Brewing With a French Press

King French Press

When I first got into coffee about ten years ago, the French Press was the shibboleth of the with-it coffee crowd. People used to say that the metal filter allowed you to taste the “true flavor of the coffee” and by contrast that paper filters “stripped away the oils that gave coffee flavor.” In 2016, we know that this isn’t true. For one thing, there has been an explosion of resources that deal with the science of flavor extraction that counteract this myth. Furthermore, we’ve all tasted full-flavor coffee made with paper filters and can testify that the paper doesn’t diminish anything. So, if busting this myth was as easy as brewing a cup of coffee, how did we get it wrong for such a long time? I think the issue was that home coffee brewing was pretty binary a decade ago: you either used a drip pot or a french press. So, people made a lot of (bad) assumptions about paper filters based on the results of low-quality drip brewers.

The French Press is Dead

As pour-over devices became more popular, and affordable, high-quality drip brewers entered the market, the French Press has gone by the wayside. I don’t think there is any good reason for this, other than it is just out-of-fashion at the moment. It’s a shame because the French Press is an easy-to-use, affordable option for home brewing. And because it’s easy, it’s also repeatable, which is a big asset for coffee roasters trying to communicate brewing instructions that can replicated at home.

Long Live the French Press

For me, the French Press never stopped being the go-to brewing method. Most of the coffee I make at home is in a French Press and it’s the first device that I recommend to anyone interested in doing manual brewing. Here are a few of my reasons:

  • Lower time demand when brewing. You spend about one minute pouring your water then walk away and wait for the timer to ding.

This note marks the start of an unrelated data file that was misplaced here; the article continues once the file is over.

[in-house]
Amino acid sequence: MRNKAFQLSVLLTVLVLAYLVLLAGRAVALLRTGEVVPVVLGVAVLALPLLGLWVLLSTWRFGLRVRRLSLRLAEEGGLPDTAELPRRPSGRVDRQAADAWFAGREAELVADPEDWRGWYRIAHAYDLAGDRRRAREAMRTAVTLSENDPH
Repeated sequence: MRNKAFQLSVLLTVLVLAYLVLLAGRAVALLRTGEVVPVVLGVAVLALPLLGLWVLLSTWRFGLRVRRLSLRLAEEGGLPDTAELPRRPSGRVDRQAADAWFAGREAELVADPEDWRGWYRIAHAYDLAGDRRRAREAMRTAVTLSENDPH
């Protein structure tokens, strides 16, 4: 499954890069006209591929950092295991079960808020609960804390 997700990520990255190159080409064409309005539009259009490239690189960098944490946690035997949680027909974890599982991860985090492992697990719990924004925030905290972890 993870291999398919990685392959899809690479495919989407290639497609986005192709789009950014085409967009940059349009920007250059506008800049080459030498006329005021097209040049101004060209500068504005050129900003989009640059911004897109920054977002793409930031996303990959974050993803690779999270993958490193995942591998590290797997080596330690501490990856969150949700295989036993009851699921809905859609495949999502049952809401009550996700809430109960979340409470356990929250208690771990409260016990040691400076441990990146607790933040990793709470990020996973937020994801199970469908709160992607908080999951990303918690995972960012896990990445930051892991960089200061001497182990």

• Easy to manipulate the brew. It can take work to master the controlled pour necessary for other manual brew methods. Changing the length of a press brew is as easy as setting a longer timer.
  • Doesn’t require a pouring kettle. See above. Any old kettle, or even a sauce pan, is good enough to transfer hot water to the press.
  • No expense for new filters. One filter lasts a lifetime, baby.
  • Best option for pre-ground coffee. The coarse ground coffee used in the press retains flavor better than coffee ground for drip filter, which is finer and oxidizes more quickly.

Coffee made in a French Press isn't necessarily better, but it does have a distinct quality, and for me, that quality essentially defines the “correct” taste of coffee. I think this is simply because it was introduced to me that way. Taste memory is a powerful thing and I don’t think I’ll ever shake the impression that was made on me when someone gave me a well-brewed cup of coffee from a French Press and said “Taste this. This is the way coffee is supposed to taste.”  

I think the french press is the perfect brew method for super high quality coffee. Just like an expensive cut of steak, the best coffees (which aren’t always expensive) need least complex preparation; the simplicity of the press makes it the perfect vehicle for allowing a coffee to shine on its own terms. The coffees I’m really excited about making in my press these days are these  awesome Colombia microlots, two of which is featured in our subscription program this week. In the press, these coffees are sweet, with big chocolate and subtle melon notes. So dig that French Press out from your kitchen cupboard and give it a try. Check out our brew guide for info on how to get the best results.

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